UKIP MEP Roger Helmer, who continues to fend off criticism over his views on homosexuality is likely to come second in Thursday’s by-election, a poll by Lord Ashcroft suggests.

The Conservative peer released the poll on Monday evening and said: “The Conservatives are on course to hold onto Newark in the by-election on Thursday, according to a poll I have conducted in the constituency. I found the Tories on 42%, with UKIP second on 27% and Labour third on 20%.”

Lord Ashcroft suggested that support for Mr Helmer had been influenced by disapproval with the main three Westminster parties. He said: “Seven in ten of those planning to vote for Roger Helmer on Thursday say they are making a general protest to show they are unhappy with all the parties; only 16% of them say this was not a factor.”

Lord Ashcroft added: “More than six in ten UKIP supporters say they were sending a message that they were unhappy with their usual party – more than twice the proportion of Lib Dem voters (and three times the proportion of Labour voters) saying the same.”

Earlier on Monday, Mr Helmer accused The Mail on Sunday of trying to “influence” the result of Thursday’s by-election, after it published an interview featuring his comments about sexual orientation.

Mr Helmer said: “Let’s be clear: I have never said that homosexuality is ‘an illness’, or that it can be ‘cured’.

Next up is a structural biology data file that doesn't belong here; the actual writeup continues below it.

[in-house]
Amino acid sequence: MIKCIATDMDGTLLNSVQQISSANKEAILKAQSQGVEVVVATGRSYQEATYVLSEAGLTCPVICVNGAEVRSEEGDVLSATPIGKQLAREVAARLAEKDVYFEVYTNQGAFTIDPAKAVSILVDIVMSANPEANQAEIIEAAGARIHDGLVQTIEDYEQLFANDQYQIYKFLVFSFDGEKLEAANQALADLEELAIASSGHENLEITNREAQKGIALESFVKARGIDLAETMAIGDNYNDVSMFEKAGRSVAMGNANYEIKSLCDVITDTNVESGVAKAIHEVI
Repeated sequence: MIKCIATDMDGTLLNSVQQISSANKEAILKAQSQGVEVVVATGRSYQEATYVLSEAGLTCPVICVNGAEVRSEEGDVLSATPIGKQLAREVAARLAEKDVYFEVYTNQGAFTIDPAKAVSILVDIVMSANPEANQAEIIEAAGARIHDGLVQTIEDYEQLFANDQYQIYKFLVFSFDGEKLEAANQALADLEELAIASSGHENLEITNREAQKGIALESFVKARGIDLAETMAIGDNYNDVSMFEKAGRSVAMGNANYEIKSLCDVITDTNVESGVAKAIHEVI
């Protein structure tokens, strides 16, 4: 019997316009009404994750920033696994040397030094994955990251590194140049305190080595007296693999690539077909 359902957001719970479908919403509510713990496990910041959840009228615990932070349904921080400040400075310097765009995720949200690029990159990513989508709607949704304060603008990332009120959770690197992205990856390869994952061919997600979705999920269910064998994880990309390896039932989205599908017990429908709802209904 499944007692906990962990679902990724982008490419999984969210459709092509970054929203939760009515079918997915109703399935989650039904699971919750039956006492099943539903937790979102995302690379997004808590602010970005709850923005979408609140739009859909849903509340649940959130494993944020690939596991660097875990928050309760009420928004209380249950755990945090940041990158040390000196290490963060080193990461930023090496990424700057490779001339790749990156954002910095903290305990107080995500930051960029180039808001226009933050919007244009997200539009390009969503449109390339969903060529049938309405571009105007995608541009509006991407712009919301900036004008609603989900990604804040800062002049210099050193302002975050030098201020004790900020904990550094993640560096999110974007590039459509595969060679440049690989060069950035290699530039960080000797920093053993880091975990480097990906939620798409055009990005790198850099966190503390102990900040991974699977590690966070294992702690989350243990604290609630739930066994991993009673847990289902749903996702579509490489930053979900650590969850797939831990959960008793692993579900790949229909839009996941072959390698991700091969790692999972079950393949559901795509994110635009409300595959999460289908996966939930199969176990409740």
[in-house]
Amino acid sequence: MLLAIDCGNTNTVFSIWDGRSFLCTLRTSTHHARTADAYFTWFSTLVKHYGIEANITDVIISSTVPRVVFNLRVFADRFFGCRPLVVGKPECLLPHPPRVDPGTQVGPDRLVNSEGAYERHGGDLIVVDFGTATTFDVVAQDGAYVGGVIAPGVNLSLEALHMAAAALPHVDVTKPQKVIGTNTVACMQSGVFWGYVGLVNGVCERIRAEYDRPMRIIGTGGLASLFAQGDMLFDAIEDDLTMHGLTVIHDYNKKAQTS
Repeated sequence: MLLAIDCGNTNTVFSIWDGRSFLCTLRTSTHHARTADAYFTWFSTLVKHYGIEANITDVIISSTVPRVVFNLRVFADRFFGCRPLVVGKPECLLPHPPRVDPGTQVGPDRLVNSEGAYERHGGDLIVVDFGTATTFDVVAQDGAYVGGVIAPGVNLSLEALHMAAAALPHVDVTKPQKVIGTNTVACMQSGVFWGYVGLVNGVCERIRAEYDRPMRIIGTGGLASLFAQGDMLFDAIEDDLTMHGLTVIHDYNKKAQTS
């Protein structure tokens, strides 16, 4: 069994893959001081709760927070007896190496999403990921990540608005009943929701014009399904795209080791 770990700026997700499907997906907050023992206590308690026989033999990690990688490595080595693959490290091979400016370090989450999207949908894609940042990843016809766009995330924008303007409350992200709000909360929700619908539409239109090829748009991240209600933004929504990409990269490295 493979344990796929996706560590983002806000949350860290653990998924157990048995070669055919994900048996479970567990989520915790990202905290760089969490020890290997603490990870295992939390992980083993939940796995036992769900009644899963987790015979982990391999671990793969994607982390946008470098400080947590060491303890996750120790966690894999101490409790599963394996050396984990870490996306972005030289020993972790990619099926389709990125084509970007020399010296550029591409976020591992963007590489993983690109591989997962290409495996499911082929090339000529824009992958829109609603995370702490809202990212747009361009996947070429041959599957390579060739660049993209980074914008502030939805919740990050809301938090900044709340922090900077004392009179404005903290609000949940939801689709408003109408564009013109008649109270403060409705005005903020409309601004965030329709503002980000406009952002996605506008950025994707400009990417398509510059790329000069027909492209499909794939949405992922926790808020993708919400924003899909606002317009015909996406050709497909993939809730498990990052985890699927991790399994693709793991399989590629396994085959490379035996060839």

“I have never asserted that homosexuals can be ‘turned’.  I have never advocated ‘gay cures’.

“In particular I would vehemently oppose any move to offer ‘gay cures’ on the NHS.

“No treatment should be offered on the NHS unless it is of proven clinical efficacy and demonstrable cost-effectiveness.

“I am not aware of any proposal to offer ‘gay cures’ on the NHS – this appears to be a figment of your imagination. But if there were any such proposal, I should oppose it robustly.

“Your suggestion that I ‘called for gay cures on the NHS’ is a downright and preposterous lie, and a deliberate attempt to damage my reputation.”

Roger Helmer was quoted by The Mail on Sunday of having suggested the NHS should offer “cures” for people who are gay.

He previously said the public should be able to openly dislike gay people.

He also claimed homosexuality is not a lifestyle worthy of respect, and that the media are “obsessed” with sexuality.

UKIP leader Nigel Farage attempted to defend Mr Helmer from accusations of homophobia, claiming that “most” over-70s feel uncomfortable about gays.